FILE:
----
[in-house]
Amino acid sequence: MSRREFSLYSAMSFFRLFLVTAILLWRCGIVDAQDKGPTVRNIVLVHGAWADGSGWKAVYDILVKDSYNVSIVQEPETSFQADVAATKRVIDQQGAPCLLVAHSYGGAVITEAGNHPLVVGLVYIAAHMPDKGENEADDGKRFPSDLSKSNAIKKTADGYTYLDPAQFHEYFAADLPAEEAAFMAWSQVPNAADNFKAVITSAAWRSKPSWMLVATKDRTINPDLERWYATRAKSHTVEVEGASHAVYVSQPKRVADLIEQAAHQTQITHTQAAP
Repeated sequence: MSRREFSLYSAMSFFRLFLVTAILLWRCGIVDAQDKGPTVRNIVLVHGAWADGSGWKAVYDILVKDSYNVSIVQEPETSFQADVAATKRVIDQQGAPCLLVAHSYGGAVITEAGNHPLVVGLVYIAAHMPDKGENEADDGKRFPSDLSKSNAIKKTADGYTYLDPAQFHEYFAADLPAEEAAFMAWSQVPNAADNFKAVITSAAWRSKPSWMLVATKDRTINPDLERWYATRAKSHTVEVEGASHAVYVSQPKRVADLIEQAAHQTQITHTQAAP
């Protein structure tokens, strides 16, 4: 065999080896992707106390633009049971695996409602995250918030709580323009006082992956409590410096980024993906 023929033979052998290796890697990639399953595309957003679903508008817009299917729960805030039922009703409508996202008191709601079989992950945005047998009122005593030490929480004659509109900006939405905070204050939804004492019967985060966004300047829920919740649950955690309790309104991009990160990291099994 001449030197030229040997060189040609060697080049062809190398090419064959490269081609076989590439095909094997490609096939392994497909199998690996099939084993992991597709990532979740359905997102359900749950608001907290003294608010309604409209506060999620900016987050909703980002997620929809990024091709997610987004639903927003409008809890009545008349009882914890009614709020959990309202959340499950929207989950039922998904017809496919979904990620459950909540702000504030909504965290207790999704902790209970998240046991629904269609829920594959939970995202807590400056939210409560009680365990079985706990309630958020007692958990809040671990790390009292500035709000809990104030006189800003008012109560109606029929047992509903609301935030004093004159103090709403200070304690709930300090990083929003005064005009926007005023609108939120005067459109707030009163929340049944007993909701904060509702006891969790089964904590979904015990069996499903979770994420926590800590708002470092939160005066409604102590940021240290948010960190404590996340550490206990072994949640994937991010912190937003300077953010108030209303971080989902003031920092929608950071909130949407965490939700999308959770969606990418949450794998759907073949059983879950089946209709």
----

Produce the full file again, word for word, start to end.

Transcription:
[in-house]
Amino acid sequence: MSRREFSLYSAMSFFRLFLVTAILLWRCGIVDAQDKGPTVRNIVLVHGAWADGSGWKAVYDILVKDSYNVSIVQEPETSFQADVAATKRVIDQQGAPCLLVAHSYGGAVITEAGNHPLVVGLVYIAAHMPDKGENEADDGKRFPSDLSKSNAIKKTADGYTYLDPAQFHEYFAADLPAEEAAFMAWSQVPNAADNFKAVITSAAWRSKPSWMLVATKDRTINPDLERWYATRAKSHTVEVEGASHAVYVSQPKRVADLIEQAAHQTQITHTQAAP
Repeated sequence: MSRREFSLYSAMSFFRLFLVTAILLWRCGIVDAQDKGPTVRNIVLVHGAWADGSGWKAVYDILVKDSYNVSIVQEPETSFQADVAATKRVIDQQGAPCLLVAHSYGGAVITEAGNHPLVVGLVYIAAHMPDKGENEADDGKRFPSDLSKSNAIKKTADGYTYLDPAQFHEYFAADLPAEEAAFMAWSQVPNAADNFKAVITSAAWRSKPSWMLVATKDRTINPDLERWYATRAKSHTVEVEGASHAVYVSQPKRVADLIEQAAHQTQITHTQAAP
């Protein structure tokens, strides 16, 4: 065999080896992707106390633009049971695996409602995250918030709580323009006082992956409590410096980024993906 023929033979052998290796890697990639399953595309957003679903508008817009299917729960805030039922009703409508996202008191709601079989992950945005047998009122005593030490929480004659509109900006939405905070204050939804004492019967985060966004300047829920919740649950955690309790309104991009990160990291099994 001449030197030229040997060189040609060697080049062809190398090419064959490269081609076989590439095909094997490609096939392994497909199998690996099939084993992991597709990532979740359905997102359900749950608001907290003294608010309604409209506060999620900016987050909703980002997620929809990024091709997610987004639903927003409008809890009545008349009882914890009614709020959990309202959340499950929207989950039922998904017809496919979904990620459950909540702000504030909504965290207790999704902790209970998240046991629904269609829920594959939970995202807590400056939210409560009680365990079985706990309630958020007692958990809040671990790390009292500035709000809990104030006189800003008012109560109606029929047992509903609301935030004093004159103090709403200070304690709930300090990083929003005064005009926007005023609108939120005067459109707030009163929340049944007993909701904060509702006891969790089964904590979904015990069996499903979770994420926590800590708002470092939160005066409604102590940021240290948010960190404590996340550490206990072994949640994937991010912190937003300077953010108030209303971080989902003031920092929608950071909130949407965490939700999308959770969606990418949450794998759907073949059983879950089946209709």